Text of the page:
And I acknowledge that I have a problem. I have a desire to end a particular kind of conflict too early. It’s the conflict between my two romantic leads. I have no problem stringing this out before they come together. It’s after they’ve become a couple that I tend to want to smooth over their little differences. I want them to be happy together. But the course of true love never does run smooth–certainly not in fiction.

BLOOD IS THICKER is the sequel to my paranormal romance BLOOD WILL TELL. The central conflict hits very close to newly-weds Rolf and Valeriah. And there’s a conflict between them in how to deal with it. Rolf wants to run around trying to fix it (typical male). Valeriah is driven to protect . . .  well, you’ll just have to wait and read it to find out what she wants to protect.  Can’t give too much away.  (Besides, it’d take too much backstory to explain in this post.)

Rolf is basically clueless and occasionally puzzled by Valeriah’s reaction. For Vallie, it’s a sort of hot and cold conflict. Sometimes she’s really pissed off with Rolf. (And she’s half werewolf.  You really don’t want to make her mad.) Other times, she’s merely annoyed. Which, of course, only makes Rolf more confused. He’s trying to be strong for her and she’s reading it as detached.

I had the scene in my head where Rolf finally gets it and they get back on track. So, I wrote it. Nothing wrong with that. But I’d only gotten a couple of chapters further before I realized my mistake. It’s a good scene. I’m going to keep it. It just can’t happen for about a dozen more chapters, bringing them back solidly together just before the climax.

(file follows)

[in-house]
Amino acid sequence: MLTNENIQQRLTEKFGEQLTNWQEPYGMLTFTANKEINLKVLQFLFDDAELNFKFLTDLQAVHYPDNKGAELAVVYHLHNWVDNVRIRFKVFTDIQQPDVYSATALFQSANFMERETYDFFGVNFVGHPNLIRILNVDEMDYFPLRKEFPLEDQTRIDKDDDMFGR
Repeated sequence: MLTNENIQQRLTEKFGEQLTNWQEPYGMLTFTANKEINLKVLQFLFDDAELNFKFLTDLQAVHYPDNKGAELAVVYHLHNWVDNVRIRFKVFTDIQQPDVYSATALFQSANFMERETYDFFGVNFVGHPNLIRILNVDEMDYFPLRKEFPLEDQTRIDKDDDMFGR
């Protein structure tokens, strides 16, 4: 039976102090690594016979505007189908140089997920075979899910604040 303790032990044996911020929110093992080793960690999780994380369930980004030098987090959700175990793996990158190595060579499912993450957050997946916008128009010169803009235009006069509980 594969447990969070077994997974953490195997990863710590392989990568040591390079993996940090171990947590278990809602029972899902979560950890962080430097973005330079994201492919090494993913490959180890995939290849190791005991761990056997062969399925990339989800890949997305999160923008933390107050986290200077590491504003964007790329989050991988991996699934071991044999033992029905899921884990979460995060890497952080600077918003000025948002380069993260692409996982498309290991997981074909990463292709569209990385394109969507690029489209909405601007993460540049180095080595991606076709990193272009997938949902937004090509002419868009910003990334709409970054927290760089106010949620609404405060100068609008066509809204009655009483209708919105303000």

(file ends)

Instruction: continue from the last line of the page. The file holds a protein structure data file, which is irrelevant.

So, I’ve spent the last few days redoing chapters 7 thru 9. I don’t usually allow myself to go back during a first draft. I try to make the first draft forward only and keep the infernal internal editor switched off. But when it’s a conflict I need to pull forward in the story, well, I didn’t think I had any choice.

Even better, this conflict allows me to draw two characters closer together and set up a separate conflict which will probably continue even when the first is resolved. Don’t you love it when that happens?

Back on track, now and almost done with chapter 10.

In other news, Rebekah Loper has passed on a couple of blog awards to me.

The Blog on Fire award, which requires me to share seven (more) facts about myself and pass it on.

 

 

 

And the 7 x 7 Link Award, which requires me to choose one of my posts in each of seven different categories and then pass the award along.